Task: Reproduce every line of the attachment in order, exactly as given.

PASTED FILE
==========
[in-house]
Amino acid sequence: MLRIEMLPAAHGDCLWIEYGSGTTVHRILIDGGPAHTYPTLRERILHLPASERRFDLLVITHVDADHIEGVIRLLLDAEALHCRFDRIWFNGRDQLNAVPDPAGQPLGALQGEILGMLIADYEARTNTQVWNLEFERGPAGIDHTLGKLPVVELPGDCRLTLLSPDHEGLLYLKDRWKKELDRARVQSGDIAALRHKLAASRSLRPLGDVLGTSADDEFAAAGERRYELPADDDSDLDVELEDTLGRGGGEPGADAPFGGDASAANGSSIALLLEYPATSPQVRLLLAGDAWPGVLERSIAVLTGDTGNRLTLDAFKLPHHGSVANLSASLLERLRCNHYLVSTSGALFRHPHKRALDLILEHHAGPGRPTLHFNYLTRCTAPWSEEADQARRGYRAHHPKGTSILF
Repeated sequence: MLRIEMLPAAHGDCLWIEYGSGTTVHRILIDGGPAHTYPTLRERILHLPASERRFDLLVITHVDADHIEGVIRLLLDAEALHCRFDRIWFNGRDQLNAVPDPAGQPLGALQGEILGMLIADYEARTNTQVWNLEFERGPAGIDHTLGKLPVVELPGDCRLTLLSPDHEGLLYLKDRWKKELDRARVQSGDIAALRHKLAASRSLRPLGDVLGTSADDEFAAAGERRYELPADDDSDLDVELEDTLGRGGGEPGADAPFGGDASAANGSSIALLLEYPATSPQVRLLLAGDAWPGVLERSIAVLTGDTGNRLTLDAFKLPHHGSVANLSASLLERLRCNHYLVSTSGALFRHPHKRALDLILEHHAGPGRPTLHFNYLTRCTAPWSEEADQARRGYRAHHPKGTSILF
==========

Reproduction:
[in-house]
Amino acid sequence: MLRIEMLPAAHGDCLWIEYGSGTTVHRILIDGGPAHTYPTLRERILHLPASERRFDLLVITHVDADHIEGVIRLLLDAEALHCRFDRIWFNGRDQLNAVPDPAGQPLGALQGEILGMLIADYEARTNTQVWNLEFERGPAGIDHTLGKLPVVELPGDCRLTLLSPDHEGLLYLKDRWKKELDRARVQSGDIAALRHKLAASRSLRPLGDVLGTSADDEFAAAGERRYELPADDDSDLDVELEDTLGRGGGEPGADAPFGGDASAANGSSIALLLEYPATSPQVRLLLAGDAWPGVLERSIAVLTGDTGNRLTLDAFKLPHHGSVANLSASLLERLRCNHYLVSTSGALFRHPHKRALDLILEHHAGPGRPTLHFNYLTRCTAPWSEEADQARRGYRAHHPKGTSILF
Repeated sequence: MLRIEMLPAAHGDCLWIEYGSGTTVHRILIDGGPAHTYPTLRERILHLPASERRFDLLVITHVDADHIEGVIRLLLDAEALHCRFDRIWFNGRDQLNAVPDPAGQPLGALQGEILGMLIADYEARTNTQVWNLEFERGPAGIDHTLGKLPVVELPGDCRLTLLSPDHEGLLYLKDRWKKELDRARVQSGDIAALRHKLAASRSLRPLGDVLGTSADDEFAAAGERRYELPADDDSDLDVELEDTLGRGGGEPGADAPFGGDASAANGSSIALLLEYPATSPQVRLLLAGDAWPGVLERSIAVLTGDTGNRLTLDAFKLPHHGSVANLSASLLERLRCNHYLVSTSGALFRHPHKRALDLILEHHAGPGRPTLHFNYLTRCTAPWSEEADQARRGYRAHHPKGTSILF